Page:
BY : SHRUTI SHARMA
Privacy is an undisputed and comprehensive right to every human which is bonded with their lives. The Right to Privacy is enshrined in our Constitution as a Fundamental Right under Article 21. The UN Declaration of Human Rights recognizes the Right to Privacy as a Fundamental Right. In India, the judicial precedents have also recognised the Right to Privacy as a requisite of the right to life and liberty. The scope of Article 21 is multi-dimensional among constitution law, law of tort, criminal laws as well as property laws.
According to the Black Law’s Dictionary, the meaning of the term ‘right to privacy’ means the ‘right of a person to be free from unwarranted interference’. The Indian judiciary has expanded the meaning of the same manifold. Through the landmark decision of the Apex Court in K.S. Puttaswamy v. Union of India, the right to privacy is now recognised as a fundamental right which is intrinsic in Article 21 of our constitution.
Since the 1960s, the right to privacy being a fundamental right has been a debate in the Indian Law as well as the Common Law. In 1954, through M.P. Sharma v. Satish Chandra, the eight judge bench decided that privacy was not a fundamental right. In Kharak Singh v. State of UP, the six judge bench of the Supreme Court decided that fundamental rights did not include the right to privacy. The court held that although privacy is an essential component of personal liberty but no such provision for the same was neither incorporated nor declared as a fundamental right under our Constitution.
The right to privacy won for the first time in Govind v. State of Madhya Pradesh and it was given recognition as personal liberty in the Constitution. Through the K.S. Puttaswamy judgment, the decision of the MP Sharma and Kharak Singh case was overruled, making the right to privacy amongst the Golden Trinity of the Part IIIrd of the Constitution. The nine judge bench unanimously concluded that Constitution guaranteed the Right to Privacy as an essential part of the right to privacy and personal liberty but only to a limited extend.
India implemented various data sharing and surveillance schemes post the Mumbai Terror Attacks of 2008 to increase public safety. This was done to tackle the crimes and terrorism. The Central Monitoring System has been created to centralize the interception of communication, data and enable law enforcement agency to access the same. Upon the implementation of the system, it was connected to the Telephone Call Interception System which helps the state to monitor voice calls, SMS, Fax, landline communications, video calls and other networks for communication. The same faced heavy criticism as being the violation of the right to privacy of the ordinary innocent citizens of the country.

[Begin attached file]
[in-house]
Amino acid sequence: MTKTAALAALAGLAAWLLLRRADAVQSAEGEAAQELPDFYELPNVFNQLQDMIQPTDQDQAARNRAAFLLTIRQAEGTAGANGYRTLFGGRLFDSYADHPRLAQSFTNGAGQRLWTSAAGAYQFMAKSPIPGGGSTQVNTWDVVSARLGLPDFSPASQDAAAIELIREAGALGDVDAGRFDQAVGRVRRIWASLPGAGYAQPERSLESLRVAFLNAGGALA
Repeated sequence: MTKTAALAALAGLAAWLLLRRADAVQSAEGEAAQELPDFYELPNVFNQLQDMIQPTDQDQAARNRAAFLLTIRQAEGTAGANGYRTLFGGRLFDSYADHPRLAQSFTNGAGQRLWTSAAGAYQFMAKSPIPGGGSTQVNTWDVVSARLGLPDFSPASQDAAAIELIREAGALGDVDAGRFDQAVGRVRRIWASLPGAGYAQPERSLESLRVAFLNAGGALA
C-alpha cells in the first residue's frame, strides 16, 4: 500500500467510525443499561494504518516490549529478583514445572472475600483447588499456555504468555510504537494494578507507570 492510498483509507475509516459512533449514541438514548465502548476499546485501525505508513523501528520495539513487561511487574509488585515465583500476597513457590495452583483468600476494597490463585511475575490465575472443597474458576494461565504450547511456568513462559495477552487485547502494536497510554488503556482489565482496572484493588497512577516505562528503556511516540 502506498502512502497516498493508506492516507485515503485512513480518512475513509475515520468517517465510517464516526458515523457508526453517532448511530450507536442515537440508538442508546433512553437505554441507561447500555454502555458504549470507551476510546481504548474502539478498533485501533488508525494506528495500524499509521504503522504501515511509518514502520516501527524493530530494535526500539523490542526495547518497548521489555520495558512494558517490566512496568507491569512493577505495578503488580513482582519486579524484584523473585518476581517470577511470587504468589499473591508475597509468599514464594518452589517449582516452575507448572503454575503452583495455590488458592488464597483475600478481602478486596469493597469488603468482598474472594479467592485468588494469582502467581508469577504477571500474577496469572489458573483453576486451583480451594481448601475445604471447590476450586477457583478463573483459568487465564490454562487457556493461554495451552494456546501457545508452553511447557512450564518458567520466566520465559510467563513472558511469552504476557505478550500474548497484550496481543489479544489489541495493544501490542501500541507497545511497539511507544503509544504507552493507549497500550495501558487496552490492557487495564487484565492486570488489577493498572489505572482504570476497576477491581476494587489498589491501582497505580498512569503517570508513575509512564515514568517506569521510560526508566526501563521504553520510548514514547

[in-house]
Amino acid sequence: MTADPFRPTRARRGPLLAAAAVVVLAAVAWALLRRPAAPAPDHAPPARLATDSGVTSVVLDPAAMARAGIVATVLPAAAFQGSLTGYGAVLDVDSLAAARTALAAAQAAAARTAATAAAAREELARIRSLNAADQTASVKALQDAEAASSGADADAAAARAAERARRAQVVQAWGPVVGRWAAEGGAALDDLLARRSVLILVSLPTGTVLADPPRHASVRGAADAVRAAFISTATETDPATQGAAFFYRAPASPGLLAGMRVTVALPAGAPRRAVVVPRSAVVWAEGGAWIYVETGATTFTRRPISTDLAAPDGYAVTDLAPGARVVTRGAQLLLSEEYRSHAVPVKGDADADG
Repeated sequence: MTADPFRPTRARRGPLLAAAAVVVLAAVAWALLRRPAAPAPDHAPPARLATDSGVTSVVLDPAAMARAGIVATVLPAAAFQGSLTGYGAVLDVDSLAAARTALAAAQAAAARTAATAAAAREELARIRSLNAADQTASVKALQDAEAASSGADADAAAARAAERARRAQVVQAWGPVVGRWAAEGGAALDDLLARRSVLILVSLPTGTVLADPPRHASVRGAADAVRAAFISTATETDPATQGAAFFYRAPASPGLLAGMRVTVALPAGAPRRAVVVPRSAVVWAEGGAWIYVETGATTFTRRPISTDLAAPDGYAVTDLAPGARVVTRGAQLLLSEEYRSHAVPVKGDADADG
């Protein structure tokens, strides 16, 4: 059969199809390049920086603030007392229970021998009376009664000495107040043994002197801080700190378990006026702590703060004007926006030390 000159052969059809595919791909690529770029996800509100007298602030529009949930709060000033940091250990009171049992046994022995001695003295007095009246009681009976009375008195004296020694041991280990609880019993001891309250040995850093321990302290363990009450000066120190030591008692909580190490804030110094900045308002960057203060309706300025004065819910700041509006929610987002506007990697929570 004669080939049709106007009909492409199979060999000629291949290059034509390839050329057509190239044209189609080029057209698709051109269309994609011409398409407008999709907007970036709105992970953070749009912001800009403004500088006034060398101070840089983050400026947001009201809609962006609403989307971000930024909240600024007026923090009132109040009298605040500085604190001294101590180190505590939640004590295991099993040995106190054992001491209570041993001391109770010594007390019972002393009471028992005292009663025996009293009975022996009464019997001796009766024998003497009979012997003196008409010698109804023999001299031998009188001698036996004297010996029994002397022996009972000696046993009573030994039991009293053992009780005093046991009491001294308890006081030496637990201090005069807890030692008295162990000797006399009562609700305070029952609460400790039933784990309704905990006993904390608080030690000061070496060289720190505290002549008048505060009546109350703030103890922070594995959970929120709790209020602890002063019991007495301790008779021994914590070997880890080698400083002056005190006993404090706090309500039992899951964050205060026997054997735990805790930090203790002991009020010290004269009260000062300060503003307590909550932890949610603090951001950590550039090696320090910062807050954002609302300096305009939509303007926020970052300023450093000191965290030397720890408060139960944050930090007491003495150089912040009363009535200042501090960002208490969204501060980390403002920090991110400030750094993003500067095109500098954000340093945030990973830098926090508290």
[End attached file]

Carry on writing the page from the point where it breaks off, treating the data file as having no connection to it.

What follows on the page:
The linkage of the Aadhar has also its fair share of criticism regarding the same. The Personal Data Bill 2018 provided for the establishment of Data Protection Authority to oversee activities that involve processing of data. It was felt to recognise the need to protect personal data under the fundamental right to privacy. There was also need to create a collective data that foster a free and fair digital economy was to be taken into consideration, respecting the information privacy of individuals, progress and their innovations.
A fresh plea was submitted before the Apex Court filed by three farmers to declare the process of updating the NPR as unconstitutional and void. The challenge against NPR was brought before the court through Section 14-A of the Citizenship Act, 1955 which was inserted through the amendment of 2004. It empowers the Central Government to compulsory register the citizens of India and issue a national identity card to every citizen. The same provision laid down the Citizenship (Registration of Citizens and Issue of the National Identity Cards) Rules, 2003. The petitioners claimed that these Rules are an ultra vires to the Article 21 which provides for the Right to Privacy as a Right to personal liberty. They also asserted that there was a lack of rational nexus for the implementation of these Rules.
The details required to be produced by the individuals for updating the NPR was reiterating the private information of the individuals. Relying upon the Right to Privacy judgment of the Supreme Court through the K.S. Puttaswamy case, the three tests of legality-need-proportionality must be justified to impede any person’s right to privacy which is also recognised as a fundamental right. The key argument was that the Central Government had not declared any reasonable need to update NPR for the NCR which is to be implemented across country together with the CAA. The said section did not provide the proportionate estimation and extent of the nexus for creating the NRC.
The meaning of term ‘doubtful citizen’ was also eventually challenged on the ground of being arbitrary in nature under the Rule 4(4) of the Rules of 2003. There was also no guideline within the meaning and interpretation of the provision regarding the classification of the doubtful citizens.
During the January 2020, the Supreme Court bench issued the notice to the Centre on the NPR NRC issue.